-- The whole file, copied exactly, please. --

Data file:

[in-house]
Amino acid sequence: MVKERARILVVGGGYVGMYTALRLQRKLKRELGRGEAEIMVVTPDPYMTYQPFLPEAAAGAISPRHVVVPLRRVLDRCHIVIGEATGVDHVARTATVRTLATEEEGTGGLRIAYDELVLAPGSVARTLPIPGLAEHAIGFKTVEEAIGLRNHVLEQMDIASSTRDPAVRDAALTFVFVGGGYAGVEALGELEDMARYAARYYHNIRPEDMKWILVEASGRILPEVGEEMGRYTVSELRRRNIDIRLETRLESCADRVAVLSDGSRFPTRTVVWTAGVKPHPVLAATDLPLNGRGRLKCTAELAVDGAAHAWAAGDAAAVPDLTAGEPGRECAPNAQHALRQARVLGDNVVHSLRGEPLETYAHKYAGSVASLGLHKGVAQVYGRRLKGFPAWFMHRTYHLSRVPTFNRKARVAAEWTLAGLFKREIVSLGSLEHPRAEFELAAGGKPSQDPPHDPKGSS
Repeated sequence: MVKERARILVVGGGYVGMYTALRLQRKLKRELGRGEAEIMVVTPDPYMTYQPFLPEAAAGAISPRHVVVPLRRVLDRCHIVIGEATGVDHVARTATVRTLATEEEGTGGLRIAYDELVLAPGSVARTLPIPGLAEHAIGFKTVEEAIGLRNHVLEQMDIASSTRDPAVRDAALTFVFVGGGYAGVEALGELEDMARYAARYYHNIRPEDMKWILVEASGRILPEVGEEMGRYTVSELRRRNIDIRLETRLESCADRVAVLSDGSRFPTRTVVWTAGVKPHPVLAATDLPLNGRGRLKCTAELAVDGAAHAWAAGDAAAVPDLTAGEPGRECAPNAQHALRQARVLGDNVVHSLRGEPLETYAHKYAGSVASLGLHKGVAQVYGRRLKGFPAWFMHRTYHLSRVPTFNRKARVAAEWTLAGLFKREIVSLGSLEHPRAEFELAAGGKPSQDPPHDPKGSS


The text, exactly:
[in-house]
Amino acid sequence: MVKERARILVVGGGYVGMYTALRLQRKLKRELGRGEAEIMVVTPDPYMTYQPFLPEAAAGAISPRHVVVPLRRVLDRCHIVIGEATGVDHVARTATVRTLATEEEGTGGLRIAYDELVLAPGSVARTLPIPGLAEHAIGFKTVEEAIGLRNHVLEQMDIASSTRDPAVRDAALTFVFVGGGYAGVEALGELEDMARYAARYYHNIRPEDMKWILVEASGRILPEVGEEMGRYTVSELRRRNIDIRLETRLESCADRVAVLSDGSRFPTRTVVWTAGVKPHPVLAATDLPLNGRGRLKCTAELAVDGAAHAWAAGDAAAVPDLTAGEPGRECAPNAQHALRQARVLGDNVVHSLRGEPLETYAHKYAGSVASLGLHKGVAQVYGRRLKGFPAWFMHRTYHLSRVPTFNRKARVAAEWTLAGLFKREIVSLGSLEHPRAEFELAAGGKPSQDPPHDPKGSS
Repeated sequence: MVKERARILVVGGGYVGMYTALRLQRKLKRELGRGEAEIMVVTPDPYMTYQPFLPEAAAGAISPRHVVVPLRRVLDRCHIVIGEATGVDHVARTATVRTLATEEEGTGGLRIAYDELVLAPGSVARTLPIPGLAEHAIGFKTVEEAIGLRNHVLEQMDIASSTRDPAVRDAALTFVFVGGGYAGVEALGELEDMARYAARYYHNIRPEDMKWILVEASGRILPEVGEEMGRYTVSELRRRNIDIRLETRLESCADRVAVLSDGSRFPTRTVVWTAGVKPHPVLAATDLPLNGRGRLKCTAELAVDGAAHAWAAGDAAAVPDLTAGEPGRECAPNAQHALRQARVLGDNVVHSLRGEPLETYAHKYAGSVASLGLHKGVAQVYGRRLKGFPAWFMHRTYHLSRVPTFNRKARVAAEWTLAGLFKREIVSLGSLEHPRAEFELAAGGKPSQDPPHDPKGSS